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Question from chapter on 'Integral Domains' from Gallian .which said an integral domain does not contains zero-divisor and is a commutative ring.

Does there exist any other commutative ring which is not a integral domain and also does not contain zero-divisor...

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  • $\begingroup$ Does the definition of a ring in Gallian require a multiplicative identity? It seems this makes a difference. $\endgroup$ – mdp Oct 2 '14 at 9:10
  • $\begingroup$ @MattPressland in the book ring does not requires to have a multiplicative identity.. $\endgroup$ – spectraa Oct 2 '14 at 9:25
  • $\begingroup$ OK - for completeness and future reference, because lots of people use lots of different definitions, it might be good to say this in the question, and to say whether or not an integral domain is required to have an identity. $\endgroup$ – mdp Oct 2 '14 at 10:20
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    $\begingroup$ This question is very enlightening. I learned that definitions have not been standardized apparently. Perhaps NIST should get involved. It can be quite confusing. Wikipedia says one thing, my book says another, etc, etc. $\endgroup$ – user172428 Oct 2 '14 at 11:08
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Disclaimer: In this answer, the definition of a ring requires a multiplicative identity. If you use another definition of ring that does not make this requirement, then you might get a different answer - indeed, other people have provided such different answers.

We know that an integral domain doesn't contain (non-zero) zero-divisors because that (as well as the ring being non-zero itself) is the definition of an integral domain! So apart from the vacuous example of the zero ring, which has no non-zero zero-divisors but is not an integral domain by definition, there are no examples.

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  • $\begingroup$ It depends on your definition of integral domain, for me integral domains may be non-unital, but for others not (see answer below). $\endgroup$ – AIM_BLB Oct 1 '14 at 22:07
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    $\begingroup$ @CSA I should have guessed something like this would happen! Thanks for catching, I'll add a disclaimer. $\endgroup$ – mdp Oct 2 '14 at 9:07
  • $\begingroup$ No problem, glad i could help :) $\endgroup$ – AIM_BLB Oct 3 '14 at 22:29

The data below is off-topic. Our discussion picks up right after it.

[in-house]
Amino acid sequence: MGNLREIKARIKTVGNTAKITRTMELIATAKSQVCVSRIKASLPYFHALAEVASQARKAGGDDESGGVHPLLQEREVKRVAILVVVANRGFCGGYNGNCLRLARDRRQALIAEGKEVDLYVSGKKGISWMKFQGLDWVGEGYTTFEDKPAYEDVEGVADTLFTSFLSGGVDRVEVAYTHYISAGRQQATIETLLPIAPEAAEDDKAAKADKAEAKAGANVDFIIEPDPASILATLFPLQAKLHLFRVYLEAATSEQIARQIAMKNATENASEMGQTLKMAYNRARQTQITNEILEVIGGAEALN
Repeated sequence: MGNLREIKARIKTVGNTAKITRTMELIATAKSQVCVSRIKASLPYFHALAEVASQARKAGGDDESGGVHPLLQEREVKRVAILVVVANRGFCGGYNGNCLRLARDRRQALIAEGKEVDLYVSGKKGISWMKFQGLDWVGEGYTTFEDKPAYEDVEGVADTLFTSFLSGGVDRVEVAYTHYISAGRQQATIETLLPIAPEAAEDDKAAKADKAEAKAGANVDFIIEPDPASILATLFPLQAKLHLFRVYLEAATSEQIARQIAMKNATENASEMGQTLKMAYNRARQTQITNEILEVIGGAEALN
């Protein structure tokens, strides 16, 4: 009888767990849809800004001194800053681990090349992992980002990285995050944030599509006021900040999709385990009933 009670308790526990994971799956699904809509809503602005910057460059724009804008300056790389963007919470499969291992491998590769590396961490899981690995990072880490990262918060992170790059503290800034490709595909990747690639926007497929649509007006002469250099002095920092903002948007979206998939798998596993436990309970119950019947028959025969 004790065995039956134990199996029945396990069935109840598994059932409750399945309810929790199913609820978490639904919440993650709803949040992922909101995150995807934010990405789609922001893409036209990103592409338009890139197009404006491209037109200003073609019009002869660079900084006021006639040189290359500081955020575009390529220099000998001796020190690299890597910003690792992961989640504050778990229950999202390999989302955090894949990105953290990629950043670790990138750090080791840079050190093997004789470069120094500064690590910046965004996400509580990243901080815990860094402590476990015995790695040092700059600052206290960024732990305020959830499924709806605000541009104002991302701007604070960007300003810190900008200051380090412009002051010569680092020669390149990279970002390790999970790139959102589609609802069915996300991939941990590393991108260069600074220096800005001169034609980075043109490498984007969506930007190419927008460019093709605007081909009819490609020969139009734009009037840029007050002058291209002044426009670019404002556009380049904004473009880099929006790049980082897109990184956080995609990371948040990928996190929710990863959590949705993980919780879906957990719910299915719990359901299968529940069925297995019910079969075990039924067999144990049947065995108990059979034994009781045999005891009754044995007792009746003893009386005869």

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Yes. From my understanding, the ring $nZ$ for $n > 0$, with the usual multiplication and division, counts as a commutative ring without zero divisors but is not an integral domain because it doesn't contain unity (aka, multiplicative identity). I think your question stems from not noting that an integral domain is distinguished by containing unity.

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  • $\begingroup$ $n\mathbb{Z}$ is an ideal and not a ring (unless by ring you mean non-unital ring,but i don't expect that's what he means by ring). $\endgroup$ – AIM_BLB Oct 1 '14 at 21:27
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    $\begingroup$ nZ together with its additive operation qualifies as a group. It multiplicative operation is associative and the left and right distributive laws apply so from my understanding nZ is definitely a commutative ring. $\endgroup$ – user172428 Oct 1 '14 at 21:34
  • $\begingroup$ Then what would the unit be? since $nZ$ has the multiplicative structure of $\mathbb{Z}$ (according to your definition) and yet $\mathbb{Z}$'s unit (unique) is $1$, but $1\not\in n\mathbb{Z}$. $\endgroup$ – AIM_BLB Oct 1 '14 at 21:36
  • $\begingroup$ There is no unity. Hence it is a what I believe is a good example of a commutative ring that doesn't contain unity. Not all rings contain unity. $\endgroup$ – user172428 Oct 1 '14 at 21:39
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    $\begingroup$ @TheOldHag my definition of integral domain requires to have a unity... $\endgroup$ – spectraa Oct 2 '14 at 1:57

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